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Kakadu National Park, NT

Culturally and ecologically important World Heritage listed National Park.

There are so many reasons why Kakadu National Park is of huge cultural significance and vital to an understanding of Australia. However it is essential to brush aside any romantic preconceptions before visiting this huge 19,804,000 ha National Park and World Heritage Area which is bounded to the north by Van Diemen Gulf and to the east and west by the Wild Man and East Alligator Rivers. If your only images are those created by the Crocodile Dundee movies and by Northern Territory Tourism promotion then you will be surprised to learn that it is essentially an area of flat tropical savanna woodland with a typical eucalypt monotony produced by a low scrubby vegetation and large tracts of undifferentiated flat terrain. The reasons Kakadu National Park, which was established as recently as 1979, is so important have more to do with its culture and its remarkable fauna than its physical beauty. Kakadu can claim to be the site of some of the earliest tropical settlements in Australia and as such is of great archaeological importance. The Aboriginal art galleries, which have been in existence for at least 25,000 years (although some of the galleries have been repainted relatively recently), are an expression of a culture which was more artistically and industrially advanced than its ancient counterparts in Europe and the Middle East. The local First Nation people had developed grinding stones for crushing seeds and were preparing ochre for painting on cave walls long before Europeans. Equally the fauna and flora living in the wetlands around the edges of the East and West Alligator Rivers is of international importance. Kakadu contains over 1000 plant species, a quarter of all the freshwater fish species found in Australia, and over one-third of all the bird species. Visitors come to Kakadu for the rock art, the wildlife and the unique opportunity to experience the full power of the tropics.


Jabiru, which is the administrative centre of the park, is located 255 km east of Darwin via the Arnhem Highway. The western edge of the park is 152 km east of Darwin.


Origin of Name

It is believed that "Kakadu" was the generic name given to the First Nation people of the Alligator River region by the anthropologist, Sir Baldwin Spencer. Spencer got his information wrong. Kakadu is the language of the First Nation people who lived in the north western section of the park. As such it probably doesn't have a specific meaning. There are alternative spellings: "Kakudju" or "Gagadju" and, officially, "Gagudju".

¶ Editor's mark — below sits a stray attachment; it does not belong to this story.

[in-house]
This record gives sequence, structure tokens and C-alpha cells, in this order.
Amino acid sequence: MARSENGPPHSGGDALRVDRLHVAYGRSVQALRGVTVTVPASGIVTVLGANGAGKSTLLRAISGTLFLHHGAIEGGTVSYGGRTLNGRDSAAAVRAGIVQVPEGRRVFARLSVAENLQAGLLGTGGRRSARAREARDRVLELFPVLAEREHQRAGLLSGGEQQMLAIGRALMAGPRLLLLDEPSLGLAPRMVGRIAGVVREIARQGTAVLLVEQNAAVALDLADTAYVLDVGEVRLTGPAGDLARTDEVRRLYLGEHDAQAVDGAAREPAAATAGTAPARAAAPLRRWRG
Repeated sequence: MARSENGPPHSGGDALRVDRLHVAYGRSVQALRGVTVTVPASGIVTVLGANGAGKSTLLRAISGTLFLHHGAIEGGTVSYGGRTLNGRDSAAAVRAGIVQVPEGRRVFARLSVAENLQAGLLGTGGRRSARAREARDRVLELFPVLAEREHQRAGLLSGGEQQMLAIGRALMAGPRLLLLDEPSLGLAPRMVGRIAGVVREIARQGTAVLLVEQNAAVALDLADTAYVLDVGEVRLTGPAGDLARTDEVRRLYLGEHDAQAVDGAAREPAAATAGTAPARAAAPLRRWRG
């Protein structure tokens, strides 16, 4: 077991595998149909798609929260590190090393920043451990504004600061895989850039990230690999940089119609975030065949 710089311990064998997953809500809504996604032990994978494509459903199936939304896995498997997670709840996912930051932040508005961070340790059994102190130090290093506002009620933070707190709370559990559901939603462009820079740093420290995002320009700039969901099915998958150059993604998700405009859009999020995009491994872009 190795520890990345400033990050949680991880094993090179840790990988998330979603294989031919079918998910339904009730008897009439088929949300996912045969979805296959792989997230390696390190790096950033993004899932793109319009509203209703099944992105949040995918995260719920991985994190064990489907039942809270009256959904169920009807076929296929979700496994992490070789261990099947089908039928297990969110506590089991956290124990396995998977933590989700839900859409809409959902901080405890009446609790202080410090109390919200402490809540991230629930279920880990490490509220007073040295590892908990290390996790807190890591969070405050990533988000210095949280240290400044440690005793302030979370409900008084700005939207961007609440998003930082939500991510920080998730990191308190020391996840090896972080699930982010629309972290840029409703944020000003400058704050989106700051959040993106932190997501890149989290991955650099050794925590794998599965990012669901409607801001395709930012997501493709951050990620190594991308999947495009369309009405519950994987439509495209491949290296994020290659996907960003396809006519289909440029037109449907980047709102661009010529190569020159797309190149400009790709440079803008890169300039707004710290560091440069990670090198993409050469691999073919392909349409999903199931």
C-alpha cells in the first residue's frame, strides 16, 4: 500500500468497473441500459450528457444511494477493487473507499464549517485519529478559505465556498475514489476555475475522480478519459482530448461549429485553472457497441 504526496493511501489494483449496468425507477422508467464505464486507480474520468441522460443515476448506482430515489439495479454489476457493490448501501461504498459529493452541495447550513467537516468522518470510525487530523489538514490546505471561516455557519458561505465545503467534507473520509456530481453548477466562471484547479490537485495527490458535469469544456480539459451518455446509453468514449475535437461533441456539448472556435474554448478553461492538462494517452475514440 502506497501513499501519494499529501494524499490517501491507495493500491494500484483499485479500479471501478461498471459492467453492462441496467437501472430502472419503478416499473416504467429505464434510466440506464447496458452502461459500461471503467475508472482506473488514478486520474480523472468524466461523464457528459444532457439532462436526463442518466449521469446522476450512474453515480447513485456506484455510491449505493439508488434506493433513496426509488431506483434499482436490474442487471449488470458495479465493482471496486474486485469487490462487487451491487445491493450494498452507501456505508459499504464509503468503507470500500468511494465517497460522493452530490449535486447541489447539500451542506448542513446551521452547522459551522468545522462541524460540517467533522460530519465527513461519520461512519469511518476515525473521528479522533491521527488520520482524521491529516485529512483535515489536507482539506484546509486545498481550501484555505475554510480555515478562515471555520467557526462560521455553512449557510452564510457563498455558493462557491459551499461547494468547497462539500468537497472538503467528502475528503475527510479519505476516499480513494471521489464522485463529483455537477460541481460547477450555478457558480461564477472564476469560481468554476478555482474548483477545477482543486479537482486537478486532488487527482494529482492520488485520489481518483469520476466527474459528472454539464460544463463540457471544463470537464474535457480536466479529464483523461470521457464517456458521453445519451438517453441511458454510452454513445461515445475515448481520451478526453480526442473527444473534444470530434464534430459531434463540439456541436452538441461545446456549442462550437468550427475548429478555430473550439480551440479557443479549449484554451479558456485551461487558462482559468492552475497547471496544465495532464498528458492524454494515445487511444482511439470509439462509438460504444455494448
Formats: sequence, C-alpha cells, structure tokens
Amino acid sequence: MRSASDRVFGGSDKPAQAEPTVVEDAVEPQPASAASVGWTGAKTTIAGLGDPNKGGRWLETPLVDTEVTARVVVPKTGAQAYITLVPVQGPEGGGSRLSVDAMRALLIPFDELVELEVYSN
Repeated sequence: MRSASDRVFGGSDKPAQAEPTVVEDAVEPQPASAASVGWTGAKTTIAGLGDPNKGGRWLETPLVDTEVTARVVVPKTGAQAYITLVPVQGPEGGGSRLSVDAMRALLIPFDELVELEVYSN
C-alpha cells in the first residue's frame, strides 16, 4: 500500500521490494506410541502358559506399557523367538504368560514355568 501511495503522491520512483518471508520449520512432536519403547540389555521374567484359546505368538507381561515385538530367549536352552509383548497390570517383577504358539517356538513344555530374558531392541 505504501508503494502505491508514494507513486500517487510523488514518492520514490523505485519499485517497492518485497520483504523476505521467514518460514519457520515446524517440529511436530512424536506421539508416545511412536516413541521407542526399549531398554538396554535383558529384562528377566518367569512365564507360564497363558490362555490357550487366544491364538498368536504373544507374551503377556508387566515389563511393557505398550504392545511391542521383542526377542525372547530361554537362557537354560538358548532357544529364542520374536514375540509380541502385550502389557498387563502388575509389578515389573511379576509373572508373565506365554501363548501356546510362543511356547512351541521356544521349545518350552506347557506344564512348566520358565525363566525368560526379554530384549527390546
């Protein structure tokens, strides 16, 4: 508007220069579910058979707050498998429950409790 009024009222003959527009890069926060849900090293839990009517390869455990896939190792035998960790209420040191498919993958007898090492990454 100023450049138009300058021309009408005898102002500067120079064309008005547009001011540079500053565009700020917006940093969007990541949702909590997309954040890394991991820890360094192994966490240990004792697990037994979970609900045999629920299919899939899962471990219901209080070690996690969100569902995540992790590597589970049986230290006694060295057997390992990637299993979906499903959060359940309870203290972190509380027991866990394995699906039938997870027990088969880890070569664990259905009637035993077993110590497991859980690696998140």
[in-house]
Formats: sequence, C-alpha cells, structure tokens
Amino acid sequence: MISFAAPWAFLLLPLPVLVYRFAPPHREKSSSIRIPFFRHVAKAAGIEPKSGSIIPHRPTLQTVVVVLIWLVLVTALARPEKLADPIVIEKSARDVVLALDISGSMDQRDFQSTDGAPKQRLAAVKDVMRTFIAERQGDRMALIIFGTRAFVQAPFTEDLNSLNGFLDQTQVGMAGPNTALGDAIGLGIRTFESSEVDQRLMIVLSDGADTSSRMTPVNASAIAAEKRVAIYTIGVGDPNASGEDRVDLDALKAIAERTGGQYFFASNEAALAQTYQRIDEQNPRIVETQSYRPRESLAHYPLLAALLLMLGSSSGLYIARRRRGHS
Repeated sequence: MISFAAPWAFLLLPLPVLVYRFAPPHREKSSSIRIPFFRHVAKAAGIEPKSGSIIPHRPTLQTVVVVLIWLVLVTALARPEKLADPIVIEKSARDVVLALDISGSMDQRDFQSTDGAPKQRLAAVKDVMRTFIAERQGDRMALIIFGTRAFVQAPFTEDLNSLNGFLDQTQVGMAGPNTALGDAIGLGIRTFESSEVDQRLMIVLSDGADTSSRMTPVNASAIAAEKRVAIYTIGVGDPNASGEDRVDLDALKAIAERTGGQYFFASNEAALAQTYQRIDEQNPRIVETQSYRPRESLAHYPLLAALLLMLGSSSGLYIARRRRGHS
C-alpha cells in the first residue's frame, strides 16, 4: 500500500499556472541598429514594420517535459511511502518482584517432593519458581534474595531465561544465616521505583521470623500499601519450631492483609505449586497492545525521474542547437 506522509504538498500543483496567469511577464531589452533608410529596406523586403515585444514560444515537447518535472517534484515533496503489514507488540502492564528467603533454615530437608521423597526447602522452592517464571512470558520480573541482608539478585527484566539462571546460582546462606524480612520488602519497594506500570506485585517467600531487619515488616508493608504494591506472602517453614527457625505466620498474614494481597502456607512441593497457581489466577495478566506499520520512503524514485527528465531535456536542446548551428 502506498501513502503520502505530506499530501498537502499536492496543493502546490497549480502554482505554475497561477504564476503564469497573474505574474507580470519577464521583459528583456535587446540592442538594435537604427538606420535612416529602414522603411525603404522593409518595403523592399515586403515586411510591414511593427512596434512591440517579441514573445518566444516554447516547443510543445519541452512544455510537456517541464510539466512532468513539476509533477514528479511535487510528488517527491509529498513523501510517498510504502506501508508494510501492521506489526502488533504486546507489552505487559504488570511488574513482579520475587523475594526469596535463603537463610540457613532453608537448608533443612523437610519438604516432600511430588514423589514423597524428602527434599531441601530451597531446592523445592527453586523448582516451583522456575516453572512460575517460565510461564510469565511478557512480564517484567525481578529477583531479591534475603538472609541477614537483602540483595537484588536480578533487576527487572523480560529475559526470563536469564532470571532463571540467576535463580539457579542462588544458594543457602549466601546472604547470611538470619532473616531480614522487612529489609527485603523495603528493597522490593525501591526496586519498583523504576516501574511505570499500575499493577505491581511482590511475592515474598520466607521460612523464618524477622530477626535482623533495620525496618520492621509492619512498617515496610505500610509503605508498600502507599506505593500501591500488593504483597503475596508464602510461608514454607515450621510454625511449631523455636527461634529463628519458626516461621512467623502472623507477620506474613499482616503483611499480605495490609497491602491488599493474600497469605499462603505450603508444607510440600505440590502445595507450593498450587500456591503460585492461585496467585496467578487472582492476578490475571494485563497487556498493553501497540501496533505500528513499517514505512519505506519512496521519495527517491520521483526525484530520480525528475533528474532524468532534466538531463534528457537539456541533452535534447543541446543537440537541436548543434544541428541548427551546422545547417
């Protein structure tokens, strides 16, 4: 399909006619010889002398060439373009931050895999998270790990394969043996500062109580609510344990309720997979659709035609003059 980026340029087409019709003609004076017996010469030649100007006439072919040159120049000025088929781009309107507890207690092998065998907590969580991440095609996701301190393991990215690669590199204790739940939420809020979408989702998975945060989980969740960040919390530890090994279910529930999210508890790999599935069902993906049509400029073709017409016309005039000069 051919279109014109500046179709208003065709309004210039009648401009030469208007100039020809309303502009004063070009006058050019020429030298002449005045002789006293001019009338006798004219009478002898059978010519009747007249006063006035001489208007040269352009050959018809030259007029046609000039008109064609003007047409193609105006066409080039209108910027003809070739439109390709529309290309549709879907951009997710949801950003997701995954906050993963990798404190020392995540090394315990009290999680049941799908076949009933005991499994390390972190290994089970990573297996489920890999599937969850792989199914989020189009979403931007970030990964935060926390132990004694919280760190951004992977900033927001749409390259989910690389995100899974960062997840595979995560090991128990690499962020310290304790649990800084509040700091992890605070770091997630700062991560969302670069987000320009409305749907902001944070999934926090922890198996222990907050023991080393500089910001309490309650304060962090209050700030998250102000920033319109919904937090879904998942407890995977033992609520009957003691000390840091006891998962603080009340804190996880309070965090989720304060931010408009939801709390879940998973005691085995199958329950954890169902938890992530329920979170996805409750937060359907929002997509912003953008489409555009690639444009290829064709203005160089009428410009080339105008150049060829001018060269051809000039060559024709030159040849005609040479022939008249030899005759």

Things to See and Do

There is a logic, and natural sequence, to exploring Kakadu. Most visitors come to the park from Darwin and, if they are systematic, they can complete a round trip (with diversions off to Ubirr gallery and Jim Jim Falls) and depart from the park heading towards Katherine and Pine Creek. They will view the attractions as follows:

1. South Alligator River and Aurora
2. Jabiru
3. Ubirr
4. Nourlangie
5. Yellow Water
6. Jim Jim and Twin Falls
7. Mary River

Background to the Park
Kakadu National Park has five natural geological sub-regions.
1. The Plateau - The plateau of the park is a rugged sandstone formation which rises to a height of 250 m from the lower lands to the north and produces the park's most impressive scenery. The main Kakadu escarpment runs for over 500 km and is characterised by waterfalls and deep gorges. The caves along the escarpment have been shelter for the traditional owners of the region who have painted many of the caves with pictures of great antiquity and beauty. The plateau has been subjected to severe tropical weathering which has created honeycombing in the rock surfaces and exposed ancient rock formations.
2. The Lowlands - The lowlands lie in the northern section of the park and are a vast eroded plain with a few rocky outcrops. They lie to the north of the main Kakadu escarpment.
3. The Floodplain - The floodplain of the three Alligator Rivers and their tributaries lies to the north of the plateau and experiences the monsoonal rains which occur between November and March. During "The Wet" the floodplain turns into a vast expanse of water. In the dry season this flooded area is reduced to a series of permanent billabongs.
4. The Tidal Flats - The tidal flats lie at the edge of the Arafura Sea and at the mouths of the three Alligator Rivers. It is an area saturated by salt water which means it is characterised by mangroves and small areas of hardy rainforest which can survive in sandy saline soils.
5. The Southern Hills and Basins - The southern extremity of the park is characterised by undulating hills and basins covered in low lying woodland with large areas of harsh stony country.

The Best Time To Visit